"She cannot stay," Bryan's mother said sharply. "She can finish her bread, but then she has to leave. I will not have our lives destroyed anymore than they already have because of these people and their war. I know it's April!" she yelled, sensing her husband was about to speak. "Everyone we know who has taken an Eskimo runaway into their home has wound up dead or in prison."
"Mommy, why are you yelling?" asked Bryan's sister, standing by the door in her polar bear pajamas.
"Come on sweetheart," said Bryan's father, picking her up. "I'm sorry, April," he said, looking at the floor. "Things have been hard lately, on all of us."
"Hard?" scoffed his wife. She turned to April. "You Eskimos have turned our lives into a living hell! You and Bryan can still remember Point Hope as it once was, with Umiak Square filled with people. But Sarah never will."
"It's not her fault!" protested Bryan.
"Oh, yes. She's so innocent, her own father a general in the Eskimo Army. She's a Husky, Bryan, don't you see that. She's a terrorist, and I want her out of this house. Now!"
"But where is she supposed to go?" demanded Bryan.
"I don't care, over to the Johnsons' or the Richmonds'. They have lots of room."
"I'm sorry," said Bryan, once his mother had left. He took a piece of bread from the bag sitting on the counter and took a bite. April could tell that he too was hungry. Bryan didn't look well. He had lost a lot of weight and his hair was dirty and tangled.
"I wish you could stay," he said. "I want you to stay, but it's so dangerous right now, and mother's crazy. You can't reason with her anymore."
"But where can I go?" asked April. "Everyone is gone, the soldiers took my mother."
"I wish there was something I could do. You could try going to the Johnsons'."
"But I barely know them, and it's all the way on the other side of town." All the initial excitement that had built up when she saw the candle burning in the window suddenly turned to anger. "So you want me to go curl up in some alley until I die of starvation? Is that what you want?"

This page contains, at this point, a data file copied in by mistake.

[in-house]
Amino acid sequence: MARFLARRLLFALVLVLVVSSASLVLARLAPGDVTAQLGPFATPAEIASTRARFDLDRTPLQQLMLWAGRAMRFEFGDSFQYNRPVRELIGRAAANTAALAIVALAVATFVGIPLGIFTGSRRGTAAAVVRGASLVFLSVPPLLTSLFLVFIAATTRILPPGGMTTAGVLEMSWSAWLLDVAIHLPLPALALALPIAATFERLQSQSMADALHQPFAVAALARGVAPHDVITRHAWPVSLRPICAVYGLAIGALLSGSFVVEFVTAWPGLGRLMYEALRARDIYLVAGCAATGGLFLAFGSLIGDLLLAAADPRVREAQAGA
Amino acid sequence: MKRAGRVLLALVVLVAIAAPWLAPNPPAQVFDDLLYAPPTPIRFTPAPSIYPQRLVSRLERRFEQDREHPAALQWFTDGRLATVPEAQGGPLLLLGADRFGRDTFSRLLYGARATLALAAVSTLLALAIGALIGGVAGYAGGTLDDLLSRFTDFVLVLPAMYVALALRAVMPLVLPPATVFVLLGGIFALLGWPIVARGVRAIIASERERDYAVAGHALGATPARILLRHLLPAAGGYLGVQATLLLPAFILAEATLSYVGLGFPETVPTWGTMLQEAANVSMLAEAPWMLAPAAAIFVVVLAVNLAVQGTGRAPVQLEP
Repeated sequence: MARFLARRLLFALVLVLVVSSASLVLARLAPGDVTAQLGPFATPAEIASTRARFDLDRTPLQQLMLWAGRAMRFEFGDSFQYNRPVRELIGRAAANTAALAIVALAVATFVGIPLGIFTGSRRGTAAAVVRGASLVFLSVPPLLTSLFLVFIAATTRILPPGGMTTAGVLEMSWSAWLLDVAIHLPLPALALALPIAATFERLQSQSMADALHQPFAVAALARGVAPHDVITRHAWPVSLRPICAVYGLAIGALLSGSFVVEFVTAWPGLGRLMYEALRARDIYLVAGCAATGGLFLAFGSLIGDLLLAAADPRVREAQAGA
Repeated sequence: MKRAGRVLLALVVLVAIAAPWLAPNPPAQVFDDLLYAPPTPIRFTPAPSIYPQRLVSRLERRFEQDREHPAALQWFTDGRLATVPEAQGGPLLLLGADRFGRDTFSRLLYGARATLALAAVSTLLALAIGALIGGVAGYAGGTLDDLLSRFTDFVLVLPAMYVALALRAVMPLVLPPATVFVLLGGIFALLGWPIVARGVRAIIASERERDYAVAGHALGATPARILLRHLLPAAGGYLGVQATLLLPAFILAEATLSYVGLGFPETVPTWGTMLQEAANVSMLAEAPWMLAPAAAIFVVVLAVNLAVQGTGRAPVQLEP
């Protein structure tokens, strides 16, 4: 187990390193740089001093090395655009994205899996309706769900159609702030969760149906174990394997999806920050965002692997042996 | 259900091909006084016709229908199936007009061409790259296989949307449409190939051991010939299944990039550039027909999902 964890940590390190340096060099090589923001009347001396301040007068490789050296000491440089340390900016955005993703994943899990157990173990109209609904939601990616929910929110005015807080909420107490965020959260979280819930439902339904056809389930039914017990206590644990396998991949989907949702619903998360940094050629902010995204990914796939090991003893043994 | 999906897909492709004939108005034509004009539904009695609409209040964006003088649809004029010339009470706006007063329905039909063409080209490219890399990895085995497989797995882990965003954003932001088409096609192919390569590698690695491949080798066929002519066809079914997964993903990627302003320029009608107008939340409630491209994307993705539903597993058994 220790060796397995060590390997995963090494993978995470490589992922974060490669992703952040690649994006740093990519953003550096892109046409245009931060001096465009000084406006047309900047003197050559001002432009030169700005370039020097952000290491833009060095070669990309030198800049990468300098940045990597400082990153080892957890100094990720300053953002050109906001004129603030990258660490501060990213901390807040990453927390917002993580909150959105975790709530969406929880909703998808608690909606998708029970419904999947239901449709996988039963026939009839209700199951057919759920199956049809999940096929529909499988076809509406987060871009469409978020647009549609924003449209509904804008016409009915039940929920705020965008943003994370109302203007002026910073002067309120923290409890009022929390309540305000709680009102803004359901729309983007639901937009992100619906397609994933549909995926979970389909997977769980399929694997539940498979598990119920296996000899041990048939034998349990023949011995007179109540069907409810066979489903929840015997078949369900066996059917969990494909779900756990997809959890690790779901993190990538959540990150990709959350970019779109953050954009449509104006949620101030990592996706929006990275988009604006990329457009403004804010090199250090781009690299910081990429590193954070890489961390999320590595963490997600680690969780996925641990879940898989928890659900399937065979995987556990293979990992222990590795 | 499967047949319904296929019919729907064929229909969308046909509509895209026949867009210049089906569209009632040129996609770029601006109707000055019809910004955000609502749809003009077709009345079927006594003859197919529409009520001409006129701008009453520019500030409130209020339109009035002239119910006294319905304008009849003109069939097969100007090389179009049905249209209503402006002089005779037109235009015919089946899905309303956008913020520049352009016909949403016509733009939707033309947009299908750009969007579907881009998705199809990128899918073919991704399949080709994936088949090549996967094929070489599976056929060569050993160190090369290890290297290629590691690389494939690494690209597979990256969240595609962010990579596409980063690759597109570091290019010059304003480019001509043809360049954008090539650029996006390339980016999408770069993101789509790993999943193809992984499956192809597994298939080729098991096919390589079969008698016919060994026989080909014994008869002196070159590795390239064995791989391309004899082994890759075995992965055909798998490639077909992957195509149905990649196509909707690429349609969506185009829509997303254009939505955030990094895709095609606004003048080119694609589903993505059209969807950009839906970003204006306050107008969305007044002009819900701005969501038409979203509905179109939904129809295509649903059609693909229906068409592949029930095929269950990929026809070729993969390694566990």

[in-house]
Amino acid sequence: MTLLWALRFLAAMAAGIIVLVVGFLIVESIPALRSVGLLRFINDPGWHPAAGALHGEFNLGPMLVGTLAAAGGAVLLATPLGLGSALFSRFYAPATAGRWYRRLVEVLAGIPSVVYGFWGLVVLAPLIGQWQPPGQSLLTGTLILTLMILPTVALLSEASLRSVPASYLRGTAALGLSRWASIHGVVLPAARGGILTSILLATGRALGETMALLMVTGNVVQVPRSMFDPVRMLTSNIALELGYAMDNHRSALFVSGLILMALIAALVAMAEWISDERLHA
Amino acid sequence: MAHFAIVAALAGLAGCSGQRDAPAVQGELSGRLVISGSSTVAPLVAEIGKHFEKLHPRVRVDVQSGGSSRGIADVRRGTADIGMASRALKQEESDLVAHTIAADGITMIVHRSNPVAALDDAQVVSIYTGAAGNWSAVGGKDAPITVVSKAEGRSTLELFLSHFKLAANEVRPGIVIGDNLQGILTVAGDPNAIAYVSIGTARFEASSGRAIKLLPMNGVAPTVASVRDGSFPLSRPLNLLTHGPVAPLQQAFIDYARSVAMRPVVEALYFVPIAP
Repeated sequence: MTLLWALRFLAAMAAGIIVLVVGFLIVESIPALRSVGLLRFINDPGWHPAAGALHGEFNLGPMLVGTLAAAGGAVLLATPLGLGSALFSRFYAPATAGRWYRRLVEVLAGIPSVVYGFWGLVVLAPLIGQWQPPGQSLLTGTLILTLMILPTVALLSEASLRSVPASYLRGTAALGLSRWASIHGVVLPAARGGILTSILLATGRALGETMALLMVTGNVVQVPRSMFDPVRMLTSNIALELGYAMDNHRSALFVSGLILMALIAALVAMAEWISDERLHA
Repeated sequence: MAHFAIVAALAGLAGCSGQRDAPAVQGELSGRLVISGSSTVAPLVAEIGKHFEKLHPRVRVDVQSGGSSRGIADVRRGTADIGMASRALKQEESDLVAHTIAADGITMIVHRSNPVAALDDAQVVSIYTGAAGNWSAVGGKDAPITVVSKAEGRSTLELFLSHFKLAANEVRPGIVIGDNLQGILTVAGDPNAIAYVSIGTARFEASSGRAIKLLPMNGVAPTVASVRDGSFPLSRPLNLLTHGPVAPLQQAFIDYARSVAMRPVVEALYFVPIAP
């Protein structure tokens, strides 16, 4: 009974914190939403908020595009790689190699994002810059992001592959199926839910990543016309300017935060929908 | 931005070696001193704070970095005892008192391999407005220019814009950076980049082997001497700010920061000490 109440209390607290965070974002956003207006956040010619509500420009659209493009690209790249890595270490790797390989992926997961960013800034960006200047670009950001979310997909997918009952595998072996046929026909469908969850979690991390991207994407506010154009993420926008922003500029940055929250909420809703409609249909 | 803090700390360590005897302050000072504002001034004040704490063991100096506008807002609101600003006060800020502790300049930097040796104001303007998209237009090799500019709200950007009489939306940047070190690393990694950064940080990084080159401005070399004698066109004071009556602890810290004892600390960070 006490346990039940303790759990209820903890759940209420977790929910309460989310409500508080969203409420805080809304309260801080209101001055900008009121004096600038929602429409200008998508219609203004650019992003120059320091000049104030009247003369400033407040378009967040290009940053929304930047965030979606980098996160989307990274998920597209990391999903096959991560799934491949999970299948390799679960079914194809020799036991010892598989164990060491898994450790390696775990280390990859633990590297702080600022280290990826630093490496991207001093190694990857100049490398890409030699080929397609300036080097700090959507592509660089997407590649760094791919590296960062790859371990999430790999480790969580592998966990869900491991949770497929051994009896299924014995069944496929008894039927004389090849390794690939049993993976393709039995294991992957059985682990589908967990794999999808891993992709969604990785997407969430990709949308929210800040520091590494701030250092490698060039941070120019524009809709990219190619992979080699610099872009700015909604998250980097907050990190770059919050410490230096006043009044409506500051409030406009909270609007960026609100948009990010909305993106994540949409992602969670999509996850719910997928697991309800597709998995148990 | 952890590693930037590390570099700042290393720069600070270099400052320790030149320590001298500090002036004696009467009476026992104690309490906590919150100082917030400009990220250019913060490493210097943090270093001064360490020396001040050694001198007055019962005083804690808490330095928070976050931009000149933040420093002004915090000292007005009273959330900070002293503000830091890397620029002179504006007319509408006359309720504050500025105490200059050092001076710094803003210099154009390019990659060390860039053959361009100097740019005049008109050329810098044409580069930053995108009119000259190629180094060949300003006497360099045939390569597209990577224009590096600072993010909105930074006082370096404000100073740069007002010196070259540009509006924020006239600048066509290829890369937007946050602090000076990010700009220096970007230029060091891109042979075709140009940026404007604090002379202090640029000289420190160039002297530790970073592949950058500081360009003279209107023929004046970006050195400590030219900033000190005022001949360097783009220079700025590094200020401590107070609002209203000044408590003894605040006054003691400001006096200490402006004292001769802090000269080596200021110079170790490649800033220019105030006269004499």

"No, of course not. I want you to stay, but ..." He looked over his shoulder.
"I don't suppose you would come with me," said April. Bryan looked at the kitchen floor and put his hands in his pockets. "Fine," she said. "I don't need you anyway." She flung open the back door and ran down the steps. At the edge of the lawn April looked back to see if Bryan had followed her, but she knew that he hadn't. Bryan was not brave, and although he was a year older than her at fifteen, his mother still treated him like a child. April started to cry but she stopped herself, took one last look at Bryan's house and ran down the alley.
April crept through the empty lot where she and her sister used to play before the war. A felled tree with an axe stuck in its trunk lay across the dead grass; half its bark had been shaved off and the peelings were piled up in a wheelbarrow as if someone had left in the middle of the job. April ran her hand along the trunk of the spruce tree. It was rare to see a fallen tree of this size abandoned. The tree line had only reached Point Hope forty years ago after the last of the permafrost had melted and the tundra had given way to stunted forests of spruce and alder. April loved to sit against the trunks and read or just stare up into the branches, but her father always reminded her that although global warming had brought the trees, it had taken most of the Iñupiat's land and the animals they depended on.
"You see beauty in the branches and leaves," he would say. "But to me the trees are like gravestones for the ways of our people."
April wanted so badly to lie down next to the felled trunk and rest, but hunger drove her on. At the edge of the field, something rustled the bushes and she dropped to the ground. Two scrawny caribou trotted out of the brush along the train tracks, nibbling on the grass. April watched the small one hungrily, wishing now more than ever that she knew how to kill a caribou as her people once did. For hundreds of generations the Iñupiat had depended on the caribou for clothing, food and much more, but when the animals became endangered, long before April was born, the government had made hunting them illegal.
April looked around for something hard and sharp to throw at the caribou, but when she reached for a rock both animals raised their heads in alarm and stopped chewing. Just as April raised her hand to throw, there was a loud deep 'moo' from the edge of the field and a moose crashed through the bushes. The caribou lunged out of the way and galloped into the brush. April jumped to the side to avoid getting trampled and then sprinted across the field toward town.